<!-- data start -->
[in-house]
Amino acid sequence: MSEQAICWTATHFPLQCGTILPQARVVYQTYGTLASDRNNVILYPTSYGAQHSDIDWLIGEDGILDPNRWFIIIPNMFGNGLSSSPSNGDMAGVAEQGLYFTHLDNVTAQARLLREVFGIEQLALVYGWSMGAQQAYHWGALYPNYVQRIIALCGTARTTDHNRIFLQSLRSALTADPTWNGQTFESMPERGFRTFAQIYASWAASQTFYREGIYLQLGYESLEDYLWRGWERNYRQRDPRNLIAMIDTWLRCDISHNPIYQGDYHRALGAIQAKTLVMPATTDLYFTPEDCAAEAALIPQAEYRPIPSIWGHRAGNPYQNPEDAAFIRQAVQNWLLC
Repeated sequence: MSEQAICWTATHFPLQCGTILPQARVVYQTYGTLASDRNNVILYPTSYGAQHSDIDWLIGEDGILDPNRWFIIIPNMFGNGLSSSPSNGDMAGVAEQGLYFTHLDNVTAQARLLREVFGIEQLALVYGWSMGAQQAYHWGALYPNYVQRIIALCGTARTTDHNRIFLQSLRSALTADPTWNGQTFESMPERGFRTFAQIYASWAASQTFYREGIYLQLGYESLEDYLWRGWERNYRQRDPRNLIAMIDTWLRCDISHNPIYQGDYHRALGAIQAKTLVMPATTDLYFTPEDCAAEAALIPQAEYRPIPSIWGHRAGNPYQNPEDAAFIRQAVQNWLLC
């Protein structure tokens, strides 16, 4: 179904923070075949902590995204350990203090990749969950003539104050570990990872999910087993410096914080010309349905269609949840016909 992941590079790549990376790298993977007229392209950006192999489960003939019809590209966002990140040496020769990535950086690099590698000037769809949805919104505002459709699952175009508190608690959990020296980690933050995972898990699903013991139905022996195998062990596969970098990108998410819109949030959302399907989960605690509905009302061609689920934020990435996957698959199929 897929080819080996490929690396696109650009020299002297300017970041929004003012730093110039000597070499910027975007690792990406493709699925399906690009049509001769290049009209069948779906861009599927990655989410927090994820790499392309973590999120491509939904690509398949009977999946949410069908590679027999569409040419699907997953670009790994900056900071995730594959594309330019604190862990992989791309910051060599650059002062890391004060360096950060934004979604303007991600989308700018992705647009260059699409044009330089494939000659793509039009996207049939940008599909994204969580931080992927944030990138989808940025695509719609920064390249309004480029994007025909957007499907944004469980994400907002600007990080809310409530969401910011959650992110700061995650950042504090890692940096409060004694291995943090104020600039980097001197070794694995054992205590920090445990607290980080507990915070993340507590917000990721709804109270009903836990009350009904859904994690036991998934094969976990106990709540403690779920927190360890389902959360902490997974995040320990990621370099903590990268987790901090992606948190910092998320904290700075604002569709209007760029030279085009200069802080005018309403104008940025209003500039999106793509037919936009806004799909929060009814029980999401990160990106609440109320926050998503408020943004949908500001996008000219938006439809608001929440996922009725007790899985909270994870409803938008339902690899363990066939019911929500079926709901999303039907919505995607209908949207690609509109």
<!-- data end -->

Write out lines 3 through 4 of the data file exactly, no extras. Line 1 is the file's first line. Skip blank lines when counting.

Repeated sequence: MSEQAICWTATHFPLQCGTILPQARVVYQTYGTLASDRNNVILYPTSYGAQHSDIDWLIGEDGILDPNRWFIIIPNMFGNGLSSSPSNGDMAGVAEQGLYFTHLDNVTAQARLLREVFGIEQLALVYGWSMGAQQAYHWGALYPNYVQRIIALCGTARTTDHNRIFLQSLRSALTADPTWNGQTFESMPERGFRTFAQIYASWAASQTFYREGIYLQLGYESLEDYLWRGWERNYRQRDPRNLIAMIDTWLRCDISHNPIYQGDYHRALGAIQAKTLVMPATTDLYFTPEDCAAEAALIPQAEYRPIPSIWGHRAGNPYQNPEDAAFIRQAVQNWLLC
């Protein structure tokens, strides 16, 4: 179904923070075949902590995204350990203090990749969950003539104050570990990872999910087993410096914080010309349905269609949840016909 992941590079790549990376790298993977007229392209950006192999489960003939019809590209966002990140040496020769990535950086690099590698000037769809949805919104505002459709699952175009508190608690959990020296980690933050995972898990699903013991139905022996195998062990596969970098990108998410819109949030959302399907989960605690509905009302061609689920934020990435996957698959199929 897929080819080996490929690396696109650009020299002297300017970041929004003012730093110039000597070499910027975007690792990406493709699925399906690009049509001769290049009209069948779906861009599927990655989410927090994820790499392309973590999120491509939904690509398949009977999946949410069908590679027999569409040419699907997953670009790994900056900071995730594959594309330019604190862990992989791309910051060599650059002062890391004060360096950060934004979604303007991600989308700018992705647009260059699409044009330089494939000659793509039009996207049939940008599909994204969580931080992927944030990138989808940025695509719609920064390249309004480029994007025909957007499907944004469980994400907002600007990080809310409530969401910011959650992110700061995650950042504090890692940096409060004694291995943090104020600039980097001197070794694995054992205590920090445990607290980080507990915070993340507590917000990721709804109270009903836990009350009904859904994690036991998934094969976990106990709540403690779920927190360890389902959360902490997974995040320990990621370099903590990268987790901090992606948190910092998320904290700075604002569709209007760029030279085009200069802080005018309403104008940025209003500039999106793509037919936009806004799909929060009814029980999401990160990106609440109320926050998503408020943004949908500001996008000219938006439809608001929440996922009725007790899985909270994870409803938008339902690899363990066939019911929500079926709901999303039907919505995607209908949207690609509109």